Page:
6 Month Libor
6 Month LIBOR (Reported Monthly) Definition
What is the LIBOR Rate? What is the LIBOR Index?
LIBOR stands for “London Inter-Bank Offered Rate.” This interest rate is based on rates that contributor banks in London offer each other for inter-bank deposits. From a bank’s perspective, deposits are simply funds that are loaned to them. So in effect, a LIBOR is a rate at which a fellow London bank can borrow money from other banks in a particular currency. Rate calculations are complex as they incorporate variables such as time, maturity and currency exchange rates. There are hundreds of LIBOR rates reported each month in numerous currencies. We report the 6 Month LIBOR on or after the first of the month. This is the LIBOR for a six month deposit in U.S. Dollars on the last business day of the previous month. For instance, the reported rate for February is the rate published on February 1, reflecting the LIBOR for January 31.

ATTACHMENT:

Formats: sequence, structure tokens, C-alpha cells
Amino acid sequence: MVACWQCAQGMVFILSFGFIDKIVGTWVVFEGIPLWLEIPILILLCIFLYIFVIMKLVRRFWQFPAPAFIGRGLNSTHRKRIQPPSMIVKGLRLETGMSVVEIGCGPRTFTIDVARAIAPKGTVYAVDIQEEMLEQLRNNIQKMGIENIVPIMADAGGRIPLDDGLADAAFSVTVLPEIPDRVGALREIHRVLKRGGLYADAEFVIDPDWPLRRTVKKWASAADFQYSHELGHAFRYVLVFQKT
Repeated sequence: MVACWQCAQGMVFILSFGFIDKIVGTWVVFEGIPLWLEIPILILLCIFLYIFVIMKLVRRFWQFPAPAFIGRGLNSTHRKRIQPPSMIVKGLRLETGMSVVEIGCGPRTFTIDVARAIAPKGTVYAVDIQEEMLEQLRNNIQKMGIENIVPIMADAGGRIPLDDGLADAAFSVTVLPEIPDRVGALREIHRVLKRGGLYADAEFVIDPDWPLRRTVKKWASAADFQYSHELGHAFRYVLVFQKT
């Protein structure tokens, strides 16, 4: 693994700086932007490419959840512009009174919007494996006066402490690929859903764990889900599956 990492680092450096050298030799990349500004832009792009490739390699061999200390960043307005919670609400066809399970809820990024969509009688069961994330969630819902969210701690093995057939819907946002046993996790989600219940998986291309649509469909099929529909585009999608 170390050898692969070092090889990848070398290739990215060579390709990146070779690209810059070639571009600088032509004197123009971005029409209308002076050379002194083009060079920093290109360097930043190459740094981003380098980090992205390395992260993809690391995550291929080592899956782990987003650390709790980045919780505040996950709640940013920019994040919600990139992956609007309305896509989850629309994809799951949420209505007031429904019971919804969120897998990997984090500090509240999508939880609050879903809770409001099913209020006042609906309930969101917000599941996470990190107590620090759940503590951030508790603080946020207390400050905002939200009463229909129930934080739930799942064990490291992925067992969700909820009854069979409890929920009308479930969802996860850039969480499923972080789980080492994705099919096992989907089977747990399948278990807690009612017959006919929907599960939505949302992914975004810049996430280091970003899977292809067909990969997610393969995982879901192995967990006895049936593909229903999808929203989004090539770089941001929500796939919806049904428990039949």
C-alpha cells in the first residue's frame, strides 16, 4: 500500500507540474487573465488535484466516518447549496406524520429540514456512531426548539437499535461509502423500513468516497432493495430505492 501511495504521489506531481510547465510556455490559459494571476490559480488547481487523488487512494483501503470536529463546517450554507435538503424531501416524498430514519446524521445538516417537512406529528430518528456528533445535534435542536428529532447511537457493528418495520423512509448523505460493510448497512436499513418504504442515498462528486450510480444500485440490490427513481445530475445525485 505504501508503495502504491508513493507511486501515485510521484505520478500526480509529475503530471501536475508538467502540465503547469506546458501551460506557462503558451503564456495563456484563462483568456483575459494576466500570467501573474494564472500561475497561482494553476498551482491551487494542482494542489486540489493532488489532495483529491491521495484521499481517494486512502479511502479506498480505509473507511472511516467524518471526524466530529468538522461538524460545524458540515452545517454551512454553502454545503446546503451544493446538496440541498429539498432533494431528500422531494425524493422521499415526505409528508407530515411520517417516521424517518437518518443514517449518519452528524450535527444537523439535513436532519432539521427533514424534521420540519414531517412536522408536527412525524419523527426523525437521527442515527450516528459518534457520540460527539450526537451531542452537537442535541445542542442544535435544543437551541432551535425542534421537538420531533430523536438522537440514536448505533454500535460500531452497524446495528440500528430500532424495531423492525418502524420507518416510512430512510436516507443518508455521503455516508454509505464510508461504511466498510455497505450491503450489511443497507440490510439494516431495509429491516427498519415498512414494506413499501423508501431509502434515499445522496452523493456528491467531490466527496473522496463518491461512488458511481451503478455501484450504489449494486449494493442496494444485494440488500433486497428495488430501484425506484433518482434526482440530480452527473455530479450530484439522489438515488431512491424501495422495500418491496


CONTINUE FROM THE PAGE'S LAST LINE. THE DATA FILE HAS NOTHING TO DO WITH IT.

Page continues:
Note: This monthly reported rate is a common index for adjustable rate mortgages using a LIBOR index. Prior to July 2007, the Fannie Mae LIBOR rate was published as a standard adjustable rate mortgage index. Fannie Mae discontinued the use and publication of its own LIBOR rates at the end of June 2007 and suggested the replacement rate index use this current methodology, which is similar to the Wall Street Journal LIBOR (WSJ LIBOR).
6 Month Libor History
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